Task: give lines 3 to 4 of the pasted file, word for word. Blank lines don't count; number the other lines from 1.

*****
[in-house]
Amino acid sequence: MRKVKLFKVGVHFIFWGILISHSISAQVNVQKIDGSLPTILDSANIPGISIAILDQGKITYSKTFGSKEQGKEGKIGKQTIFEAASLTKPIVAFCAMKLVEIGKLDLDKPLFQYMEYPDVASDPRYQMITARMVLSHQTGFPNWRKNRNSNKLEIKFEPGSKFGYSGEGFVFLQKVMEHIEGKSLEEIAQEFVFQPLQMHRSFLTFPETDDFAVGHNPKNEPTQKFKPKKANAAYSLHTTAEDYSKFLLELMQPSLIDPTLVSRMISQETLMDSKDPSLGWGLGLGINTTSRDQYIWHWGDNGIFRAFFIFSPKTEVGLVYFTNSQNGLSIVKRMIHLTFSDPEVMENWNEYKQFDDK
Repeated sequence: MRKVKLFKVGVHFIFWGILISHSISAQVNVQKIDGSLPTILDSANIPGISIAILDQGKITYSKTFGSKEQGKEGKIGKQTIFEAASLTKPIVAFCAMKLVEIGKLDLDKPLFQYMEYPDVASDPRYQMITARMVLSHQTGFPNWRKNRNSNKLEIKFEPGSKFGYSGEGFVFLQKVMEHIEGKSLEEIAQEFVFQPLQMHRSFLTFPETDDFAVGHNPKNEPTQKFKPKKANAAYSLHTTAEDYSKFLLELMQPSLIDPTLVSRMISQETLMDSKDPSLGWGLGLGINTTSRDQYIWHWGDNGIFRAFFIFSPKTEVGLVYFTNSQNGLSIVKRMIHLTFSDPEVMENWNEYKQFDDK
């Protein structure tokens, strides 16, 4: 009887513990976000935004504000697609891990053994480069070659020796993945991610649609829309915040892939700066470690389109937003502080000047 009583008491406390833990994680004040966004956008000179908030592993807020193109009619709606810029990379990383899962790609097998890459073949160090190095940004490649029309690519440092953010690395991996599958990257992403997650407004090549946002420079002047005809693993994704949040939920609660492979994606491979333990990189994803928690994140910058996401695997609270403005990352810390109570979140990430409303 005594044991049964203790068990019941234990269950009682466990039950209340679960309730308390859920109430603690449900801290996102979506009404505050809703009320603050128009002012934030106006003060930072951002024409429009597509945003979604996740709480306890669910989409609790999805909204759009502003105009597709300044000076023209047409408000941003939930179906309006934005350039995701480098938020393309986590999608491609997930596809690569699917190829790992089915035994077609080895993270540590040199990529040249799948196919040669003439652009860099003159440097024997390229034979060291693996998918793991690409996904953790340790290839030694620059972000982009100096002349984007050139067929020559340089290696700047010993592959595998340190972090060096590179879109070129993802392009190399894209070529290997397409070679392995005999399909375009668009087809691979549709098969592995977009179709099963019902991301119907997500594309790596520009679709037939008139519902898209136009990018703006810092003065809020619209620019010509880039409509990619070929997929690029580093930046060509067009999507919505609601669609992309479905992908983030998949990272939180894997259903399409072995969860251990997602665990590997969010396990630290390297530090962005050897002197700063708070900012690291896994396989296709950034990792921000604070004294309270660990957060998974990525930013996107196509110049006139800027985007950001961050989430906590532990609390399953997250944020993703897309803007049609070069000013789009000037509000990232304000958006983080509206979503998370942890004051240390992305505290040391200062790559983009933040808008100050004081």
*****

Repeated sequence: MRKVKLFKVGVHFIFWGILISHSISAQVNVQKIDGSLPTILDSANIPGISIAILDQGKITYSKTFGSKEQGKEGKIGKQTIFEAASLTKPIVAFCAMKLVEIGKLDLDKPLFQYMEYPDVASDPRYQMITARMVLSHQTGFPNWRKNRNSNKLEIKFEPGSKFGYSGEGFVFLQKVMEHIEGKSLEEIAQEFVFQPLQMHRSFLTFPETDDFAVGHNPKNEPTQKFKPKKANAAYSLHTTAEDYSKFLLELMQPSLIDPTLVSRMISQETLMDSKDPSLGWGLGLGINTTSRDQYIWHWGDNGIFRAFFIFSPKTEVGLVYFTNSQNGLSIVKRMIHLTFSDPEVMENWNEYKQFDDK
């Protein structure tokens, strides 16, 4: 009887513990976000935004504000697609891990053994480069070659020796993945991610649609829309915040892939700066470690389109937003502080000047 009583008491406390833990994680004040966004956008000179908030592993807020193109009619709606810029990379990383899962790609097998890459073949160090190095940004490649029309690519440092953010690395991996599958990257992403997650407004090549946002420079002047005809693993994704949040939920609660492979994606491979333990990189994803928690994140910058996401695997609270403005990352810390109570979140990430409303 005594044991049964203790068990019941234990269950009682466990039950209340679960309730308390859920109430603690449900801290996102979506009404505050809703009320603050128009002012934030106006003060930072951002024409429009597509945003979604996740709480306890669910989409609790999805909204759009502003105009597709300044000076023209047409408000941003939930179906309006934005350039995701480098938020393309986590999608491609997930596809690569699917190829790992089915035994077609080895993270540590040199990529040249799948196919040669003439652009860099003159440097024997390229034979060291693996998918793991690409996904953790340790290839030694620059972000982009100096002349984007050139067929020559340089290696700047010993592959595998340190972090060096590179879109070129993802392009190399894209070529290997397409070679392995005999399909375009668009087809691979549709098969592995977009179709099963019902991301119907997500594309790596520009679709037939008139519902898209136009990018703006810092003065809020619209620019010509880039409509990619070929997929690029580093930046060509067009999507919505609601669609992309479905992908983030998949990272939180894997259903399409072995969860251990997602665990590997969010396990630290390297530090962005050897002197700063708070900012690291896994396989296709950034990792921000604070004294309270660990957060998974990525930013996107196509110049006139800027985007950001961050989430906590532990609390399953997250944020993703897309803007049609070069000013789009000037509000990232304000958006983080509206979503998370942890004051240390992305505290040391200062790559983009933040808008100050004081």